Pretty awesome, however the limitation of 500 square feet/person is a bit tiny. Maybe my perceptions are just messed up though...we've got about 1400 sqft/person right now. Combo the passive-house tech with a bit of geothermal supplementary heating and you could probably do pretty well as far as expanding goes, though.

sushi
Dec 28, 2008, 06:06 PM
Pretty awesome, however the limitation of 500 square feet/person is a bit tiny. Maybe my perceptions are just messed up though...we've got about 1400 sqft/person right now. Combo the passive-house tech with a bit of geothermal supplementary heating and you could probably do pretty well as far as expanding goes, though.
I wonder what the average space per person is for the US?

I know here in Japan, it's sub 500 square feet. If I had to guess, I would say that the average in Japan is around 300 square feet.

teflon
Dec 28, 2008, 06:15 PM
It sounds like a neat idea, but I wonder, is using all those extra insulation and triple glass window less environmentally friendly than just using an electric heating system?

JG271
Dec 28, 2008, 06:18 PM
It sounds like a neat idea, but I wonder, is using all those extra insulation and triple glass window less environmentally friendly than just using an electric heating system?

True. I guess it all depends how long the house lasts for, ideally a hybrid system would be best I suppose...

PlaceofDis
Dec 28, 2008, 06:23 PM
awesome system. i wonder how the cooling is during the summer months? and just how cold the outside weather can be before having an impact on inside temperatures.

sushi
Dec 29, 2008, 12:29 AM
i wonder how the cooling is during the summer months? and just how cold the outside weather can be before having an impact on inside temperatures.
I would be interested in the answers to these two questions as well.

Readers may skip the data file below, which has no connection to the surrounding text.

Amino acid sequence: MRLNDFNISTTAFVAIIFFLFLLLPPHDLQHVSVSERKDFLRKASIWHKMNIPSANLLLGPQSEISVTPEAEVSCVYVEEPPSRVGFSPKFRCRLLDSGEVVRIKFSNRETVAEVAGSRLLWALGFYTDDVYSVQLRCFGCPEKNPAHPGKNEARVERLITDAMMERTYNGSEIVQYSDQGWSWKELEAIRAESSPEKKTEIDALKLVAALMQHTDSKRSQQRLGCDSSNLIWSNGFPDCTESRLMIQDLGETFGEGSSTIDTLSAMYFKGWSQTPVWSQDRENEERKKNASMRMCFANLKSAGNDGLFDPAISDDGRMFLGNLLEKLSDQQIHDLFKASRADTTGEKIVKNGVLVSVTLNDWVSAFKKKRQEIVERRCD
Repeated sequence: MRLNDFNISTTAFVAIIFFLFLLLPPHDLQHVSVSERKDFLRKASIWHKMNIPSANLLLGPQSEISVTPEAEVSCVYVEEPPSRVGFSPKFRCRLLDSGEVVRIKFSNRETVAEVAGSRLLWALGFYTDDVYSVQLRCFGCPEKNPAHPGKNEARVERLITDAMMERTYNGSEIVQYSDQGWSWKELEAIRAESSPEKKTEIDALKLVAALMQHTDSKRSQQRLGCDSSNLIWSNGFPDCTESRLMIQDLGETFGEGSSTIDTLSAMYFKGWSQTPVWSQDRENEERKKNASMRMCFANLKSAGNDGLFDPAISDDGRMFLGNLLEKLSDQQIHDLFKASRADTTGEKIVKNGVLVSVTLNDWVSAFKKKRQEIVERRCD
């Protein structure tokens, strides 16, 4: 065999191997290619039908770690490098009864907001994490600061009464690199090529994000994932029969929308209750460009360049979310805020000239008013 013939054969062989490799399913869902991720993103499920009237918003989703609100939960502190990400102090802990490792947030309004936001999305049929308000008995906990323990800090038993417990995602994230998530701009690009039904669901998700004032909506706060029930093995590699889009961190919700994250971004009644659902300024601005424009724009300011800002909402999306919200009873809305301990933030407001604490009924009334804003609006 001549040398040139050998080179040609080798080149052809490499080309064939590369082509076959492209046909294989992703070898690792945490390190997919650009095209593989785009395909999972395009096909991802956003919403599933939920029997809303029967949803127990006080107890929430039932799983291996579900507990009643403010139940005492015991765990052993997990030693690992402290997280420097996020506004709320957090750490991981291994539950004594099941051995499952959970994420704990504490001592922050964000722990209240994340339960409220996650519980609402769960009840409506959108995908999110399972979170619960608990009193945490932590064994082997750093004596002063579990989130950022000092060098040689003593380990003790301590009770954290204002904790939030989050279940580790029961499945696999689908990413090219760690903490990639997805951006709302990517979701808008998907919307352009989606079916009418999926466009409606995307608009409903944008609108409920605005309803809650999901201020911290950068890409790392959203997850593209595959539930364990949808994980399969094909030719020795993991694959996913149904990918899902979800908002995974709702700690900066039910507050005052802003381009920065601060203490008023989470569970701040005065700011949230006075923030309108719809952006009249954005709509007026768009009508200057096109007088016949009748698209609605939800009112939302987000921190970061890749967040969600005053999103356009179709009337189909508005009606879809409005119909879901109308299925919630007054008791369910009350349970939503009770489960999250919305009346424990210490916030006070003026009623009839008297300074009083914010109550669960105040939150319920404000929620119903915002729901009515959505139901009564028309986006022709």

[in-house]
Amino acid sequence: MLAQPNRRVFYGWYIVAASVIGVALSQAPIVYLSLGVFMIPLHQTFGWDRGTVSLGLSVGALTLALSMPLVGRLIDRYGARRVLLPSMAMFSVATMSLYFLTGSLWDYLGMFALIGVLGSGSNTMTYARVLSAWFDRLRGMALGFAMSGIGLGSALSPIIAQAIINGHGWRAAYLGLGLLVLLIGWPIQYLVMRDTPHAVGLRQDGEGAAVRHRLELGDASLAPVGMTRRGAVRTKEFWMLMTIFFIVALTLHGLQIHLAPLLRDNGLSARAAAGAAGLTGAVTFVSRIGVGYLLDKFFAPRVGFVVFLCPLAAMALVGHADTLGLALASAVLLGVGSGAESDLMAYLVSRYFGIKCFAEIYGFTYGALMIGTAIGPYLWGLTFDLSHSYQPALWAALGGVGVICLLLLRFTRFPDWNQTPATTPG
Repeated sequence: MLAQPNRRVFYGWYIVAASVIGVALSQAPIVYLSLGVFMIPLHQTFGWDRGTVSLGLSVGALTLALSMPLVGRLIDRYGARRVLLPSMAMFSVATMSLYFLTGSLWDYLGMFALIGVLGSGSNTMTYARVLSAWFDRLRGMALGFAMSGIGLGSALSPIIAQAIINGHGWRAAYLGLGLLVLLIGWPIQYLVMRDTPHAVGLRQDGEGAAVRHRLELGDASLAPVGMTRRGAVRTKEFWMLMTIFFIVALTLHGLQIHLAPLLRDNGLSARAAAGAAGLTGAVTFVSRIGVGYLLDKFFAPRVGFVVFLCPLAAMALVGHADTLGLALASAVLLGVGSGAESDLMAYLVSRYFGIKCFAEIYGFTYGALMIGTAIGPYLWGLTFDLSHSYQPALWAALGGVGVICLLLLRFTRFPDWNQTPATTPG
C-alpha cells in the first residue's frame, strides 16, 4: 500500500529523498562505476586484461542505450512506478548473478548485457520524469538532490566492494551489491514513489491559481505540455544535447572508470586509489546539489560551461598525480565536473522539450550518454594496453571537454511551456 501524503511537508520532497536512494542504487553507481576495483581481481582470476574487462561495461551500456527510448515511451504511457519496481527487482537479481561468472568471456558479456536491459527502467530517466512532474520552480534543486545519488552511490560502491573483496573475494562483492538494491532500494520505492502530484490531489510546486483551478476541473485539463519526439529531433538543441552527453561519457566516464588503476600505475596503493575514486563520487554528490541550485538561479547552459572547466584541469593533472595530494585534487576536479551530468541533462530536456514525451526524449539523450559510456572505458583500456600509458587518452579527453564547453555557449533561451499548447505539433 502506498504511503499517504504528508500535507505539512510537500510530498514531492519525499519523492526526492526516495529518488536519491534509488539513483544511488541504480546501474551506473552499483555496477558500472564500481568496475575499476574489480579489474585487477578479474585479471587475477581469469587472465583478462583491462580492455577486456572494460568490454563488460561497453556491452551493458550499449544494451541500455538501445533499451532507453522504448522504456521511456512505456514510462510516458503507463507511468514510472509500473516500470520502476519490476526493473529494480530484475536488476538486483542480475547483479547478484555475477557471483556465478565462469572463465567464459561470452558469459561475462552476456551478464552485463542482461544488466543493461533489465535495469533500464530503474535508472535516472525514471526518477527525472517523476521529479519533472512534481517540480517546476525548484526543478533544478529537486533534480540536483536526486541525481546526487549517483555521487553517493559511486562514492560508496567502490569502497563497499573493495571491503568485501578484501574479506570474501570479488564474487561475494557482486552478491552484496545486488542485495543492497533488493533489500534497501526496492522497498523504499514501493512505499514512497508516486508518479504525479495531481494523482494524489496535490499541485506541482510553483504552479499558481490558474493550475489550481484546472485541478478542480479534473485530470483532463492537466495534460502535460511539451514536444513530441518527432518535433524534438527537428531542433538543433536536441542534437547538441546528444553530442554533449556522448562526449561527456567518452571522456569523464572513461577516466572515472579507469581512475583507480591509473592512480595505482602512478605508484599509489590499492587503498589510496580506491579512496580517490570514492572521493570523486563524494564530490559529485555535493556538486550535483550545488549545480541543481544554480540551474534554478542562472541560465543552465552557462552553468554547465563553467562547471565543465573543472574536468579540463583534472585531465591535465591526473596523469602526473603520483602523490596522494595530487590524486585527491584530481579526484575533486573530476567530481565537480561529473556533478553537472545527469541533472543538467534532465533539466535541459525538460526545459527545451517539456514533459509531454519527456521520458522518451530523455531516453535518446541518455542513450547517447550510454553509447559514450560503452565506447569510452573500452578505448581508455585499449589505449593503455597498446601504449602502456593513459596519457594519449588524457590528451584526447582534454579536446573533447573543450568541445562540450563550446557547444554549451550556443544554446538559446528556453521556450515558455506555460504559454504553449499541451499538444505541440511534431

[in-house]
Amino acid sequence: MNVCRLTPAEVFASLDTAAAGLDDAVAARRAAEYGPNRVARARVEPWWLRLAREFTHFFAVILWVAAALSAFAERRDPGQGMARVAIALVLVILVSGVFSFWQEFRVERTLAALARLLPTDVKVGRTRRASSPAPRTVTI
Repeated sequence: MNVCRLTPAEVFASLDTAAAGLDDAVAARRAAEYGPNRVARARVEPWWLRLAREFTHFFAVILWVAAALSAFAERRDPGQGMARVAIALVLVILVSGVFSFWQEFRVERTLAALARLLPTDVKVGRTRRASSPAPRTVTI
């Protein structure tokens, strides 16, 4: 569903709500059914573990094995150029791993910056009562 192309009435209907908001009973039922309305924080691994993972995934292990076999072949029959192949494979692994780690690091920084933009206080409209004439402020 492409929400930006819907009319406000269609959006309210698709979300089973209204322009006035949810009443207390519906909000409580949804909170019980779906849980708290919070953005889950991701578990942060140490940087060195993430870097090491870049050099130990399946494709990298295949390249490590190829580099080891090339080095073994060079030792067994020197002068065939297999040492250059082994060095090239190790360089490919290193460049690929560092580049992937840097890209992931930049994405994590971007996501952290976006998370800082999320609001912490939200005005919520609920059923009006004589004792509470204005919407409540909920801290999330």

trule
Dec 29, 2008, 03:06 AM
awesome system. i wonder how the cooling is during the summer months? and just how cold the outside weather can be before having an impact on inside temperatures.

For cooling they have so much insulation that they often don't need any, if they do then its possible to use an "earth loop", air is brought into the house via a long pipe buried in the ground. This cools the air before it enters the building.


These houses work, with minimal heating, in climates that see 0°F (-17C).

They work by storing heat during the day from sun light (in a concrete foundation) and releasing that heat at night. So if its cloudy out then obviously heating is required, however as they are highly insulated they only need a small amount of heat, in the region 1KW, for the coldest days.

Colder than that, in the arctic circle, such houses do not work AFAIK. Its far too cold and there is not enough winter sun light. Still, the houses are built to the same standard...but when its -22 outsite the heat loss through well insulated walls and windows is significant enough to benefit from some kind of real heating.



Here is a link: http://en.wikipedia.org/wiki/Passive_house

sushi
Dec 29, 2008, 06:56 AM
For cooling they have so much insulation that they often don't need any, if they do then its possible to use an "earth loop", air is brought into the house via a long pipe buried in the ground. This cools the air before it enters the building.


These houses work, with minimal heating, in climates that see 0°F (-17C).

They work by storing heat during the day from sun light (in a concrete foundation) and releasing that heat at night. So if its cloudy out then obviously heating is required, however as they are highly insulated they only need a small amount of heat, in the region 1KW, for the coldest days.

Colder than that, in the arctic circle, such houses do not work AFAIK. Its far too cold and there is not enough winter sun light. Still, the houses are built to the same standard...but when its -22 outsite the heat loss through well insulated walls and windows is significant enough to benefit from some kind of real heating.



Here is a link: http://en.wikipedia.org/wiki/Passive_house
Cool.

Thanks for the link.

IMHO, this is a wonderful way to build homes.

velocityg4
Dec 29, 2008, 11:21 AM
One problem would be people in humid climates. You would at least need to add a dehumidifier into the system in Georgia for mid spring to mid fall. Other areas of the World are far worse in humidity.

Since these houses are hermetically sealed are they Ant proof? If so I am sold. I have always dreamed of owning an Ant proof home. Maybe a solid concrete pad surrounded by a moat.